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From: Deane Yang (deane_yang_at_[hidden])
Date: 2003-10-16 10:50:53

David Richardson wrote:

> The library has to make some choice about the internal way it represents
> the exponents, and the users just have to follow whatever convention the
> library has.
> The concern is if a user stuffs dimensions into the n-tuple that do not
> have the same semantics the library expects (e.g. multiplication of two
> numbers does not result in the exponents in their n-tuples being
> added). If the library is hard coded to do conversion as if the n-tuple
> contained physical dimensions, the library may incorrectly compute types
> for arithmetic expressions.

I'm sorry if I confused people. I never meant to say that the user
should be able to specify the semantics of the exponents. I only meant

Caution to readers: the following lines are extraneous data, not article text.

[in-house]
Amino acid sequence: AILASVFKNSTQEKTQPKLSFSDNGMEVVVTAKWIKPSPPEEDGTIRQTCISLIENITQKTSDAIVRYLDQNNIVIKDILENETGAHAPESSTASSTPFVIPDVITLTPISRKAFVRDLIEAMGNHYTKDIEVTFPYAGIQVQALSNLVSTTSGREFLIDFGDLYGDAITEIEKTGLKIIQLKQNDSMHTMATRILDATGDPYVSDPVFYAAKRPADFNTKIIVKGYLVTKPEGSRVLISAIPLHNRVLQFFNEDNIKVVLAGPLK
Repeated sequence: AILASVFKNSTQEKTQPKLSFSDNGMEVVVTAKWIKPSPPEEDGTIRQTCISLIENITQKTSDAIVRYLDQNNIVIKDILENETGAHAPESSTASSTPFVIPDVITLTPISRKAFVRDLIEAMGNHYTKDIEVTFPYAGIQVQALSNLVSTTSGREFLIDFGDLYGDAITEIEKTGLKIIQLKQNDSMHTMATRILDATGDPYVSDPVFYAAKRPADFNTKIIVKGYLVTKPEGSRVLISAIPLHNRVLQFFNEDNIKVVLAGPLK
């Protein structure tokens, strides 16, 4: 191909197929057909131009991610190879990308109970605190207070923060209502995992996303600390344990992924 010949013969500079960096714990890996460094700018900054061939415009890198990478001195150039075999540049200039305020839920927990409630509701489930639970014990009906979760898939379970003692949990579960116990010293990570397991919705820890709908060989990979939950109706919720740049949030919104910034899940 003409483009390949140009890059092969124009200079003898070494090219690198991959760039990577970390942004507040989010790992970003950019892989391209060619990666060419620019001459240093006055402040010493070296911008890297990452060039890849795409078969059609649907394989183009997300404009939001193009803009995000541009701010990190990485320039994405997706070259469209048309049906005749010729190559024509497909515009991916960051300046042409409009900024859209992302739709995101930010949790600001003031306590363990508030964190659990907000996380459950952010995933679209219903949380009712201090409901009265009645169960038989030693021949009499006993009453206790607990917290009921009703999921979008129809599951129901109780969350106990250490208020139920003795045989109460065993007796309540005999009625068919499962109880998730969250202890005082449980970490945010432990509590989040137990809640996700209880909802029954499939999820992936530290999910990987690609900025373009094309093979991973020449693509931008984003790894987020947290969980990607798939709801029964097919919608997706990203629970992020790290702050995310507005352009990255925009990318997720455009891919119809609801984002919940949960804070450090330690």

that the user should be able to define the fundamental dimensions/units
to be used (so, not necessarily mass, length, and time). As far as I
know, you always want to add the exponents when you multiply two
quantities. I even think that this is a mathematical fact and therefore
should be hardwired (just as 2+2 = 4 is hardwired).

But I do think it worthwhile to allow rational exponents (but NOT
arbitrary precision). I'd like someone to show me a real example
where the exponent had a numerator or denominator other than 1, 2, 3, or
4. (Even 4 is, for me, a stretch)

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